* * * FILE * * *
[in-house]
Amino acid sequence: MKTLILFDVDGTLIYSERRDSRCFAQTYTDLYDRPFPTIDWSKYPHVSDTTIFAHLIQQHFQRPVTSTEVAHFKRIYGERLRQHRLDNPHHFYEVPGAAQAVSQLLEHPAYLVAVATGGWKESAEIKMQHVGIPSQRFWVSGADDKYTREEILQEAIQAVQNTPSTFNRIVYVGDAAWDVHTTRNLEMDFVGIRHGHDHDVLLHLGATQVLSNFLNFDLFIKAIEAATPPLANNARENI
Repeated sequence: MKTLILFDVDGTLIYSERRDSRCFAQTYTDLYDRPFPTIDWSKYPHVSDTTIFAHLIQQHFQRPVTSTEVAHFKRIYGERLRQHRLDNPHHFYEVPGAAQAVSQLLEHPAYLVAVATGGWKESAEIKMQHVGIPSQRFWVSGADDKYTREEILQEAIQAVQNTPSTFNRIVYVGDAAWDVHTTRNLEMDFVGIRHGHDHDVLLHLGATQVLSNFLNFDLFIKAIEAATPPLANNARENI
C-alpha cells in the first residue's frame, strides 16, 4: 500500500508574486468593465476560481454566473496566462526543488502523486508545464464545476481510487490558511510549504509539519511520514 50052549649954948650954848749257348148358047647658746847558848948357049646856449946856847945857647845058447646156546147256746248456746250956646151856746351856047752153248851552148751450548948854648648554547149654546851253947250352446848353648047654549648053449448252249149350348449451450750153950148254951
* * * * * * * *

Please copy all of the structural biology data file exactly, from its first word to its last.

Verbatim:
[in-house]
Amino acid sequence: MKTLILFDVDGTLIYSERRDSRCFAQTYTDLYDRPFPTIDWSKYPHVSDTTIFAHLIQQHFQRPVTSTEVAHFKRIYGERLRQHRLDNPHHFYEVPGAAQAVSQLLEHPAYLVAVATGGWKESAEIKMQHVGIPSQRFWVSGADDKYTREEILQEAIQAVQNTPSTFNRIVYVGDAAWDVHTTRNLEMDFVGIRHGHDHDVLLHLGATQVLSNFLNFDLFIKAIEAATPPLANNARENI
Repeated sequence: MKTLILFDVDGTLIYSERRDSRCFAQTYTDLYDRPFPTIDWSKYPHVSDTTIFAHLIQQHFQRPVTSTEVAHFKRIYGERLRQHRLDNPHHFYEVPGAAQAVSQLLEHPAYLVAVATGGWKESAEIKMQHVGIPSQRFWVSGADDKYTREEILQEAIQAVQNTPSTFNRIVYVGDAAWDVHTTRNLEMDFVGIRHGHDHDVLLHLGATQVLSNFLNFDLFIKAIEAATPPLANNARENI
C-alpha cells in the first residue's frame, strides 16, 4: 500500500508574486468593465476560481454566473496566462526543488502523486508545464464545476481510487490558511510549504509539519511520514 50052549649954948650954848749257348148358047647658746847558848948357049646856449946856847945857647845058447646156546147256746248456746250956646151856746351856047752153248851552148751450548948854648648554547149654546851253947250352446848353648047654549648053449448252249149350348449451450750153950148254951